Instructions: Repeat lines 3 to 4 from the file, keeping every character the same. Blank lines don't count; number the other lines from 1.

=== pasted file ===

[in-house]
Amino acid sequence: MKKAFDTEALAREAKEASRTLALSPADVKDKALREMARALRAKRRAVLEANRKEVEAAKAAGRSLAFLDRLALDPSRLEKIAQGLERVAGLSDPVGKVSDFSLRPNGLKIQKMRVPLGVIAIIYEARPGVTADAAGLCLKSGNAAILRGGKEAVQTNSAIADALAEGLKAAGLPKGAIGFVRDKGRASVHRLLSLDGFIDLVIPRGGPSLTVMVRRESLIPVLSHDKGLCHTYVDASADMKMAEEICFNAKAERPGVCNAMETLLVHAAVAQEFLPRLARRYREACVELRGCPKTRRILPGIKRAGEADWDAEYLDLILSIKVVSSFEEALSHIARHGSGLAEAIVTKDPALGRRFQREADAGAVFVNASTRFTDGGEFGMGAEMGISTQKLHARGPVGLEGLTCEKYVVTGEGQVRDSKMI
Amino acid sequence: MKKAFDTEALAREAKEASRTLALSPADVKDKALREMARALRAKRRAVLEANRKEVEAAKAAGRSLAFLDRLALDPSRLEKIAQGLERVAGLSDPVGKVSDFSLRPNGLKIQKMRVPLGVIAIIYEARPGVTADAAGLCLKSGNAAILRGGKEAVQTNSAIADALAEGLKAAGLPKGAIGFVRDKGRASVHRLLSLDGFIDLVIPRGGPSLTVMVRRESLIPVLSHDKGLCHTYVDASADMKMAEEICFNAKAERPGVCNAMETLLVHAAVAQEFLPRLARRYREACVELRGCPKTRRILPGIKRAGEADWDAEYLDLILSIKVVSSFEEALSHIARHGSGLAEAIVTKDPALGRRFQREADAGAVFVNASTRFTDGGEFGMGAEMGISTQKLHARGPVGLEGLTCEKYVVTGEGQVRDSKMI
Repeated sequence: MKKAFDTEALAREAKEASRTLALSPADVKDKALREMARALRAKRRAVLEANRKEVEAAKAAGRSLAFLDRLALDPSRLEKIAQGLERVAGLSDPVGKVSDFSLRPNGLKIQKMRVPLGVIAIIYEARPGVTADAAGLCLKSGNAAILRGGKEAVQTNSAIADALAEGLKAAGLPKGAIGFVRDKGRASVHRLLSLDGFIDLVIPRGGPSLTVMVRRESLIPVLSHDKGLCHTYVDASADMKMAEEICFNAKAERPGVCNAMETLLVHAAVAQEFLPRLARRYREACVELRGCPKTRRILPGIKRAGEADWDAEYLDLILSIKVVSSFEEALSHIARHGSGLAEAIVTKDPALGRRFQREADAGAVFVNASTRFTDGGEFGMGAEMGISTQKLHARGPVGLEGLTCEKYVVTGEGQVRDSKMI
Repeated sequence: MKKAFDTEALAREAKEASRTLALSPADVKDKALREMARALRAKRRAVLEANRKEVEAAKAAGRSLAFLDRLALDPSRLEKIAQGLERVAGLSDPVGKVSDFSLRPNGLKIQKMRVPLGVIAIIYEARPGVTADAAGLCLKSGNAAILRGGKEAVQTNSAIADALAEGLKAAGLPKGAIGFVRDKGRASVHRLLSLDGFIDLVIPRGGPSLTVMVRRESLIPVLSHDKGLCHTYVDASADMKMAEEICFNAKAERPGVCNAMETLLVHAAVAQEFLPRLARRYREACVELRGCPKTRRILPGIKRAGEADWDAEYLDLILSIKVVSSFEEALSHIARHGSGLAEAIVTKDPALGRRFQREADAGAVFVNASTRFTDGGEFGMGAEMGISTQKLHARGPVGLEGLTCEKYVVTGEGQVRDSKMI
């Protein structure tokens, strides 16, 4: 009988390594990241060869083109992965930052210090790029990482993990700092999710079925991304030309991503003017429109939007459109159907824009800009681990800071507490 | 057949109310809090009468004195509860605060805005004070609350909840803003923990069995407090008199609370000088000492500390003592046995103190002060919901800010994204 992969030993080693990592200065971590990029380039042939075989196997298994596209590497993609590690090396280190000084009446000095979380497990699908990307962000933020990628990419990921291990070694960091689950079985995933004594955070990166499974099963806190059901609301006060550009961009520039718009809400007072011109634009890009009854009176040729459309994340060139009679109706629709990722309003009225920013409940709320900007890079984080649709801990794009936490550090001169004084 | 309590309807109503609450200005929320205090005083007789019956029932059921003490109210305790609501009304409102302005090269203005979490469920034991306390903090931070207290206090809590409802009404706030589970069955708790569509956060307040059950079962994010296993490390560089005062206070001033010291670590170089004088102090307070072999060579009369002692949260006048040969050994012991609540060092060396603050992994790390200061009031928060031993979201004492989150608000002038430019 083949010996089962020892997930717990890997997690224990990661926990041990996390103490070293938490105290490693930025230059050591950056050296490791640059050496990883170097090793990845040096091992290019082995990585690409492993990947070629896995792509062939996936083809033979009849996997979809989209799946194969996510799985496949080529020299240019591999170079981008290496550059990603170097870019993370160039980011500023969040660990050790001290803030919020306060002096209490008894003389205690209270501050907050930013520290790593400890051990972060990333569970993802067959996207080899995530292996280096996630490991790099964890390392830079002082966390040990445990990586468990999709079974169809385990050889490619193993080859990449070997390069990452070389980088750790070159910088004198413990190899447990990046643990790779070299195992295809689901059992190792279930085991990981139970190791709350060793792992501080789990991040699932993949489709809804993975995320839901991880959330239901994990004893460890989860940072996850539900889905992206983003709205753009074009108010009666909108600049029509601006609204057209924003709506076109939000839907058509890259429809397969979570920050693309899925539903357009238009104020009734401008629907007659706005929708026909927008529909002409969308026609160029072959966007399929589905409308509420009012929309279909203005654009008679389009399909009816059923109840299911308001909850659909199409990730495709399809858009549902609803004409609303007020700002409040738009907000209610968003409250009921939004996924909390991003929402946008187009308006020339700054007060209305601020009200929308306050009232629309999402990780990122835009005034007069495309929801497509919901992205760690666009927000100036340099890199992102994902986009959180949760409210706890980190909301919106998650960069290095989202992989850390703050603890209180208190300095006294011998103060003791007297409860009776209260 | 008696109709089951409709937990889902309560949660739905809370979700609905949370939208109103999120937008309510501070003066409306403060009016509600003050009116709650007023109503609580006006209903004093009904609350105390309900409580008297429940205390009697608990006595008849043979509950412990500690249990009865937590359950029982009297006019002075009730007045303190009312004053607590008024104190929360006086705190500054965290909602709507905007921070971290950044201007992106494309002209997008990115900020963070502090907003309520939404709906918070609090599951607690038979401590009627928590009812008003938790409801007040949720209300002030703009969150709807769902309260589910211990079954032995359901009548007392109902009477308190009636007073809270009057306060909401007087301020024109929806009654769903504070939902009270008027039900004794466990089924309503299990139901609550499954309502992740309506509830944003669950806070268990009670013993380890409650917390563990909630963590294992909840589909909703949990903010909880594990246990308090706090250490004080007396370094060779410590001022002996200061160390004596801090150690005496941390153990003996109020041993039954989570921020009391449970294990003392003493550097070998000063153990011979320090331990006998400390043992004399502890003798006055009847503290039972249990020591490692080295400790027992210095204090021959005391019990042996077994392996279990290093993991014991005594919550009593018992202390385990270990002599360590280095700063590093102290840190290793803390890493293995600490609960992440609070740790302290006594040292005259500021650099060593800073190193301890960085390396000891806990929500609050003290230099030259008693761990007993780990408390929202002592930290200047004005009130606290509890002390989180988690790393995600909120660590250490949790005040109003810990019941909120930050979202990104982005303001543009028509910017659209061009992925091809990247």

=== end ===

Amino acid sequence: MKKAFDTEALAREAKEASRTLALSPADVKDKALREMARALRAKRRAVLEANRKEVEAAKAAGRSLAFLDRLALDPSRLEKIAQGLERVAGLSDPVGKVSDFSLRPNGLKIQKMRVPLGVIAIIYEARPGVTADAAGLCLKSGNAAILRGGKEAVQTNSAIADALAEGLKAAGLPKGAIGFVRDKGRASVHRLLSLDGFIDLVIPRGGPSLTVMVRRESLIPVLSHDKGLCHTYVDASADMKMAEEICFNAKAERPGVCNAMETLLVHAAVAQEFLPRLARRYREACVELRGCPKTRRILPGIKRAGEADWDAEYLDLILSIKVVSSFEEALSHIARHGSGLAEAIVTKDPALGRRFQREADAGAVFVNASTRFTDGGEFGMGAEMGISTQKLHARGPVGLEGLTCEKYVVTGEGQVRDSKMI
Repeated sequence: MKKAFDTEALAREAKEASRTLALSPADVKDKALREMARALRAKRRAVLEANRKEVEAAKAAGRSLAFLDRLALDPSRLEKIAQGLERVAGLSDPVGKVSDFSLRPNGLKIQKMRVPLGVIAIIYEARPGVTADAAGLCLKSGNAAILRGGKEAVQTNSAIADALAEGLKAAGLPKGAIGFVRDKGRASVHRLLSLDGFIDLVIPRGGPSLTVMVRRESLIPVLSHDKGLCHTYVDASADMKMAEEICFNAKAERPGVCNAMETLLVHAAVAQEFLPRLARRYREACVELRGCPKTRRILPGIKRAGEADWDAEYLDLILSIKVVSSFEEALSHIARHGSGLAEAIVTKDPALGRRFQREADAGAVFVNASTRFTDGGEFGMGAEMGISTQKLHARGPVGLEGLTCEKYVVTGEGQVRDSKMI